More than 40 colleges and training providers are being investigated as part of the review into short duration apprenticeships.

“We are working with the Skills Funding Agency (SFA) to consider the outcomes of each review of short provision,” a National Apprenticeship Service (NAS) spokesperson said.

“Action is already in hand to investigate cases where there is cause for concern, with 45 different colleges and private training providers being closely reviewed.”

The investigation follows an initial review which judged all apprenticeship provision against the Specification of Apprenticeship Standards for England (SASE) and Delivery Model Guidance.

Teresa Frith, senior skills policy manager at the Association of Colleges (AoC), said: “It should be noted that there are 45 provider organisations being investigated – this does not necessarily indicate that all 45 cannot justify their delivery models.

“Indeed three existing frameworks are recommended by Sector Skills Councils as needing less than 12 months for completion, so there is a likelihood that at least some will come through their investigation in a positive fashion.”

A spokesperson for the Association of Employment and Learning Providers (AELP) added: “AELP will support action by the NAS that addresses cases of poor quality provision whether it is relation to a college or an independent provider.

“However, we note there are 45 cases out of a total cohort of some 1,000 skills providers and we shouldn’t rush to judgement on the extent of the overall problem before we know the outcome of each case review.”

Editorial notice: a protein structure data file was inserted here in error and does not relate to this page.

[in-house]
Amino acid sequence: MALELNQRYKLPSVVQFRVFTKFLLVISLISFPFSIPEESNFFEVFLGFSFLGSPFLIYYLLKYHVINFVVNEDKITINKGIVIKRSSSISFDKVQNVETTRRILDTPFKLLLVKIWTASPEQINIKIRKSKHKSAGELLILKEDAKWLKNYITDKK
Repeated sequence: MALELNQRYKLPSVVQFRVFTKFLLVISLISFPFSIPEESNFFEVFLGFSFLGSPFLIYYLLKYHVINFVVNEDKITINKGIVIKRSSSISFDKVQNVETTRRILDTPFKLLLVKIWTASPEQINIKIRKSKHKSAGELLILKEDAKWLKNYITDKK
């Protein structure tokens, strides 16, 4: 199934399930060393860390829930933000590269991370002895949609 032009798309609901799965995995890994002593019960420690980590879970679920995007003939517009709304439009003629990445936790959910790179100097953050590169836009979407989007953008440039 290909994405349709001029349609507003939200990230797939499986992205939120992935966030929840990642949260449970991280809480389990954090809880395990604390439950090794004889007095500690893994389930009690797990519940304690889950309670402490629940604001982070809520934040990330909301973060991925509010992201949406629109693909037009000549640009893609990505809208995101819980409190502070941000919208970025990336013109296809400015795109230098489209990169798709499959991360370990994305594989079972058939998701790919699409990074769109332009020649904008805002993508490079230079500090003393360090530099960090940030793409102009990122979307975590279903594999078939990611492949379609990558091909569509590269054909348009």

The 157 Group says these colleges and training providers are likely to be under review because of the confusion surrounding best apprenticeship practise.

“Although 45 different colleges and private training providers are being closely reviewed, this does not necessarily mean that they are culpable of any wrong-doing,” a spokesperson for the 157 Group said.

“If anything, in a time of policy upheavals, changes and challenges, this number is most likely to be reflective of the inevitable current confusion around best apprenticeship practise.”

The review into quality and short duration apprenticeships has led to a number of new measures which were announced by John Hayes MP, Minister of State for Further Education, Skills and Lifelong Learning, in the House of Commons last month.

The new measures include a minimum duration of 12 months for all apprentices aged 16 to 18, as well as a requirement for every apprenticeship programme to deliver “significant new learning”, rather than accrediting existing knowledge and experience.

Mr Hayes said: “If the standards are sufficiently stretching and the expectations of competence high, I believe that a course should naturally extend over at least 12 months. That will be the expectation first for 16 to 18 year-old apprentices from August 2012, as new contracts to training providers are issued.”

The new measures are part of a Quality Action Plan which will allow the NAS to tighten contracts and immediately withdraw public money from apprenticeship providers who are failing to meet the appropriate standards of quality.

“The review of short provision provided some of the content and direction for our Quality Action Plan,” a NAS spokesperson said.

“During 2012, we will work with the Skills Funding Agency, Sector Skills Councils, and other partners across the sector to implement each of the recommendations in the Quality Action Plan, including those on short duration Apprenticeships.”